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China, Pak in talks on new nuke plant

China's main nuclear power company is in talks with Pakistan to build a one-gigawatt nuclear power plant in the South Asian country, a newspaper reported today.

world Updated: Sep 21, 2010 10:04 IST

China's main nuclear power company is in talks with Pakistan to build a one-gigawatt nuclear power plant in the South Asian country, a newspaper reported on Tuesday.

Pakistan's atomic activities have sparked concern in the United States and India, which fear that nuclear material could fall into the hands of Taliban extremists operating near the Pakistani border with Afghanistan.

The state-run China National Nuclear Corp (CNNC), which has already helped Pakistan build a civilian reactor at Chashma in Punjab province, is also finishing a second one there and has agreed contracts to build two others.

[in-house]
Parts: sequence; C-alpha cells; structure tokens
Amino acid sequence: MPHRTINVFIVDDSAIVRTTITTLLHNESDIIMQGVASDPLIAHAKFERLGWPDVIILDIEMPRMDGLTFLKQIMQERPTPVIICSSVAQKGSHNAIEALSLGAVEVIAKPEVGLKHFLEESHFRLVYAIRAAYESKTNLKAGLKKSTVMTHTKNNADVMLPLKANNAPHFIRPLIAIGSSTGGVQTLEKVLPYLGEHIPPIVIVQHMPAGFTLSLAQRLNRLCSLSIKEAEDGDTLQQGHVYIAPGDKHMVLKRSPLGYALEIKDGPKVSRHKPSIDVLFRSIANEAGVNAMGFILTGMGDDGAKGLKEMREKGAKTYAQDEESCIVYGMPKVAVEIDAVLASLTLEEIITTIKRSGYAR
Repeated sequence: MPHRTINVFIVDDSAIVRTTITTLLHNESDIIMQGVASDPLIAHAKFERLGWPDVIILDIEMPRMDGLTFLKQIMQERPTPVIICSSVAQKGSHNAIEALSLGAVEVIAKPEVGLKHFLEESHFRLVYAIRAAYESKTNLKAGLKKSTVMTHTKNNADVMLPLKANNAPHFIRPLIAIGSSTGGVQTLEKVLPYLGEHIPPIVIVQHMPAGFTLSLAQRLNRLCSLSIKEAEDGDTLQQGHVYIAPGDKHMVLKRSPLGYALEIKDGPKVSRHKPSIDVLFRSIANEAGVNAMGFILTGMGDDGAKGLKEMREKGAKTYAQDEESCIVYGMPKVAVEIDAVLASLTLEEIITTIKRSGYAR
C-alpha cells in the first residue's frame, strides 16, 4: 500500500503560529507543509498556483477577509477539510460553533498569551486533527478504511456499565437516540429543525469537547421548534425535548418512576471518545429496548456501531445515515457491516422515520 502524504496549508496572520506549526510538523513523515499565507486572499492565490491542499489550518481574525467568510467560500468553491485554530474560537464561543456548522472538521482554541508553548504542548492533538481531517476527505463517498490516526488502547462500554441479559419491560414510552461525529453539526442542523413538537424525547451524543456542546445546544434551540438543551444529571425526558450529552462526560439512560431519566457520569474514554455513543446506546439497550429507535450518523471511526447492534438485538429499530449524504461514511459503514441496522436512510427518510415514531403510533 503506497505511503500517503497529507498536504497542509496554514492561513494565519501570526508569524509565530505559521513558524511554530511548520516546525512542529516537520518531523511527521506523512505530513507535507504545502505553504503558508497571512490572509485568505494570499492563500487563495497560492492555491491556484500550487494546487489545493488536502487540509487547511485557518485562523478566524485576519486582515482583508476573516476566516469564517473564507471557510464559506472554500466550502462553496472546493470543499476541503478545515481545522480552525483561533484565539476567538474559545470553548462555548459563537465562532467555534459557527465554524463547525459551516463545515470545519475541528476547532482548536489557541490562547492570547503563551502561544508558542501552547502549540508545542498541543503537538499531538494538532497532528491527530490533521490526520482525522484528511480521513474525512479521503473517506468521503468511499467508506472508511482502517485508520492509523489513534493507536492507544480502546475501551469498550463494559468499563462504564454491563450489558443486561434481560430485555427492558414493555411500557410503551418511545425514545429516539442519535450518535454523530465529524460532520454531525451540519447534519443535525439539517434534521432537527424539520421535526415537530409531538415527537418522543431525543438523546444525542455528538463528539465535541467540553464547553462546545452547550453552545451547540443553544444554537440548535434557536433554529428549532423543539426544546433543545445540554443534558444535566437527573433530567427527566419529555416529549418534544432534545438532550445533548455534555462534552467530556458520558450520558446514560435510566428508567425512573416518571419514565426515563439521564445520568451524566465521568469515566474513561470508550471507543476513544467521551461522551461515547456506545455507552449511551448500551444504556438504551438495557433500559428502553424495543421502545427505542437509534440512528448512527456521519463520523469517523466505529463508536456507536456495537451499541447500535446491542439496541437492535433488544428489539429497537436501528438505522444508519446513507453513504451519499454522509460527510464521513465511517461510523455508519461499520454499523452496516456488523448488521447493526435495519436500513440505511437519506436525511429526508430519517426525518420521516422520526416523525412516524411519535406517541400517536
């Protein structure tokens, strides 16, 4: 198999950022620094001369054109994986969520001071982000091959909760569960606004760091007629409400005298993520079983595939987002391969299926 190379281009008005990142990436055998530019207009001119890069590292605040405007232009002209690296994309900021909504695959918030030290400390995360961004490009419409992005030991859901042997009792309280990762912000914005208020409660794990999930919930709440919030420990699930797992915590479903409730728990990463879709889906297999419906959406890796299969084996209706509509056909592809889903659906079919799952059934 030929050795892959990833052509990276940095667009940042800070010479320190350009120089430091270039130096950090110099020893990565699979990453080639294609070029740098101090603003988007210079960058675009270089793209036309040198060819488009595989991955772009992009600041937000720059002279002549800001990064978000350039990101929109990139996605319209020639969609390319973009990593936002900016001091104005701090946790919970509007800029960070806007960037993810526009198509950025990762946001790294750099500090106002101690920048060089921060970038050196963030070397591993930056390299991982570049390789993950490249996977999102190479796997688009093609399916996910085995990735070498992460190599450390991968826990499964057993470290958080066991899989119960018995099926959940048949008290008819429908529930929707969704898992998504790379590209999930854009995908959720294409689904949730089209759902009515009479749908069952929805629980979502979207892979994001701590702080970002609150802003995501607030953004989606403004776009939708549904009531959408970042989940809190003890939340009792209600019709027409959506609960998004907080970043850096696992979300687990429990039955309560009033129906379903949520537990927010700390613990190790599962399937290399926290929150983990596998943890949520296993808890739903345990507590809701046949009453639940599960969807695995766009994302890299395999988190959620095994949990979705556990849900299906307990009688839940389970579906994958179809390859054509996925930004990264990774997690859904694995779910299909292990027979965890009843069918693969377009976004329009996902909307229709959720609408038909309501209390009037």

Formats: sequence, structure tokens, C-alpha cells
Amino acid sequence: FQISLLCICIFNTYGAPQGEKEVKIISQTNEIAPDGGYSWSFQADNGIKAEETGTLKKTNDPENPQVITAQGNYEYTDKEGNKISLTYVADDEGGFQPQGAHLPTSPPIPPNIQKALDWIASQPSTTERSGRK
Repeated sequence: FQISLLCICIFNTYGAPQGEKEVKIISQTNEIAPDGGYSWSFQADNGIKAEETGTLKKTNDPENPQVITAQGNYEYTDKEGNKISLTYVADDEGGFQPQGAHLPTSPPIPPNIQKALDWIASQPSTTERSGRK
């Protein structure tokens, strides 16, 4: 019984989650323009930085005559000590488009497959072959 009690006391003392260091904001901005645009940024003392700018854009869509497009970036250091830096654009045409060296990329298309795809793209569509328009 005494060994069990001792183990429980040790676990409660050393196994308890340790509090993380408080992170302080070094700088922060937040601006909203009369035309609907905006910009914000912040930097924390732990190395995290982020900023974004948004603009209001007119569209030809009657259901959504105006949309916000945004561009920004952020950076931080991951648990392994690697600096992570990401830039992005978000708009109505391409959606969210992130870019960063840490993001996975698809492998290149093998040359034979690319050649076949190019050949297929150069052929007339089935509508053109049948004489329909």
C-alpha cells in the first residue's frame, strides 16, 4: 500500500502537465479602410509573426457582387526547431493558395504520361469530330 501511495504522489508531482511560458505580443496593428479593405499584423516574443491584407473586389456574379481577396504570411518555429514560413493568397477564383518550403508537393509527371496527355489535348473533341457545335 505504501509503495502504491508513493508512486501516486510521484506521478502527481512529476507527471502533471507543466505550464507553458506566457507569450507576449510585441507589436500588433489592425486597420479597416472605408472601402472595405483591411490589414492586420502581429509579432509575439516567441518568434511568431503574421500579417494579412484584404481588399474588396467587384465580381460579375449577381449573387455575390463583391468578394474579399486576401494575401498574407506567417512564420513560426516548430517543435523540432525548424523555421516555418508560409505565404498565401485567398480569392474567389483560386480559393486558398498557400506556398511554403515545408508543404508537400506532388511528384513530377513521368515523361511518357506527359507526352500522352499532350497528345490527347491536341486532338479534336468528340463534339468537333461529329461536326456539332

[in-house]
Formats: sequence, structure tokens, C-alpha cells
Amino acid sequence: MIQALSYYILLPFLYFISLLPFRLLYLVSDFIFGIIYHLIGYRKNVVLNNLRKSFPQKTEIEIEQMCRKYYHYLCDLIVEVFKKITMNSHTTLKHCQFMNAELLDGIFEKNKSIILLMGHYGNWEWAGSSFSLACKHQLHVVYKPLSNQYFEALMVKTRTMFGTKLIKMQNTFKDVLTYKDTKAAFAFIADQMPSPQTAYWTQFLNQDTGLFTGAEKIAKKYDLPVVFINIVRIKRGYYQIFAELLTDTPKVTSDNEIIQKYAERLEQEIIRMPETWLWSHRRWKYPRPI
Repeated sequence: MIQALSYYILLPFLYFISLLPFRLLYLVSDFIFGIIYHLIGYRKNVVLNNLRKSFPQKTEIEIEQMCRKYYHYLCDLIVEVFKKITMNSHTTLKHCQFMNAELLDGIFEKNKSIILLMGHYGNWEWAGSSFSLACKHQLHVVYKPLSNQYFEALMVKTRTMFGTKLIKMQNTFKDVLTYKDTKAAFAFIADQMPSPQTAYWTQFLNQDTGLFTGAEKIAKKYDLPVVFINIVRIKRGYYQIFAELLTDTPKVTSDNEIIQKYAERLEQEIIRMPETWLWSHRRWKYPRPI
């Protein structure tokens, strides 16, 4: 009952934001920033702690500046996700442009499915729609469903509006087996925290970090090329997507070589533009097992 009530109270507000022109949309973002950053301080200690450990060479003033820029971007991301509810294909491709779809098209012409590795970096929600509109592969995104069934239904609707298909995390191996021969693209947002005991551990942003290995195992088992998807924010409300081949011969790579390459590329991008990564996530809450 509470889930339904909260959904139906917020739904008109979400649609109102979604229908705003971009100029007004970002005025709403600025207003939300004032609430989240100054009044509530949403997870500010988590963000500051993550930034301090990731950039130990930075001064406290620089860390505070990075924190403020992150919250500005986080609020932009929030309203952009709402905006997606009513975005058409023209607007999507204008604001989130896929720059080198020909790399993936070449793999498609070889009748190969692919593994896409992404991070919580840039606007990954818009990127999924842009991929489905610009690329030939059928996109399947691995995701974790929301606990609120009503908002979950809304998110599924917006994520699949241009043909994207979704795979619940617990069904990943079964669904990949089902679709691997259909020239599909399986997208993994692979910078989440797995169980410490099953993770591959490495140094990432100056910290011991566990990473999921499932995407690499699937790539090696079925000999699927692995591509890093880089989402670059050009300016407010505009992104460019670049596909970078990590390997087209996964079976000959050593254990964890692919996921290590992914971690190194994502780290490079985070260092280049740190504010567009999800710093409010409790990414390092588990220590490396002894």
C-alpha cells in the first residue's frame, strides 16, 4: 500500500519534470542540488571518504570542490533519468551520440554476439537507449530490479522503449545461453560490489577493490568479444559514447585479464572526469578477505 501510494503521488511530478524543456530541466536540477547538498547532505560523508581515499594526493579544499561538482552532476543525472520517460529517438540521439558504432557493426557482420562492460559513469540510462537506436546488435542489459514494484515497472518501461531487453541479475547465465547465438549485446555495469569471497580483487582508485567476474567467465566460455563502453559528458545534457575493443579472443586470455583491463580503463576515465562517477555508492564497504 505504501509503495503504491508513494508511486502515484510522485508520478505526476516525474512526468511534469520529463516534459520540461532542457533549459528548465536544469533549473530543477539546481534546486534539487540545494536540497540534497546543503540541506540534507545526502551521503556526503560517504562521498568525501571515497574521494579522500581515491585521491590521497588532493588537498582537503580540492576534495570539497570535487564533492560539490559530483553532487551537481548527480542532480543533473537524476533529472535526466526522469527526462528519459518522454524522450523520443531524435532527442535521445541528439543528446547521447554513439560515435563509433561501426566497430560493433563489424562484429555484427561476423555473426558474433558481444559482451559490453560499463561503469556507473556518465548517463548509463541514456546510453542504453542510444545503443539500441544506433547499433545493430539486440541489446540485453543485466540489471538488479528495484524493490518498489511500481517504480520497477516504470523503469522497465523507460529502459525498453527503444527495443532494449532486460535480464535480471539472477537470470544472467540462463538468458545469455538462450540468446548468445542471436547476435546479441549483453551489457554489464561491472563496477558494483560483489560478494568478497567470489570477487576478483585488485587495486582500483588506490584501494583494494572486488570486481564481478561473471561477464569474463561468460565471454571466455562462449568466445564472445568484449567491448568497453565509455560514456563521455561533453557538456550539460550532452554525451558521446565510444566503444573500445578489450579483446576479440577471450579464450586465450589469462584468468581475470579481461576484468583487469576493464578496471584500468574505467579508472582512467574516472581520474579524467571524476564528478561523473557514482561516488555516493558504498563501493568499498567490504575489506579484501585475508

"Both sides are in discussions over the CNNC exporting a one-gigawatt nuclear plant to Pakistan," company vice president Qiu Jiangang was quoted as saying by the Wall Street Journal.

Qiu added that the first reactor was running safely, and that the second would be onstream by year's end.

Officials at CNNC had no immediate comment when contacted by AFP.

The United States has conveyed its concerns to Pakistan over the contracts for the third and fourth reactors, saying such plans required special approval from the Nuclear Suppliers Group (NSG).

The group brings together nuclear energy states that forbid exports to nations lacking strict International Atomic Energy Agency (IAEA) safeguards.

China joined the NSG in 2004. Pakistan has not signed the nuclear Non-Proliferation Treaty.

Western fears about nuclear proliferation from Pakistan spiked when scientist Abdul Qadeer Khan confessed in 2004 to sending nuclear secrets to Iran, Libya and North Korea, although he later retracted his remarks.

Khan, who is revered by many Pakistanis as the father of the country's atomic bomb, was pardoned in 2004 but continues to face restrictions on his movement.

The United States has warned that he still represents a nuclear proliferation risk.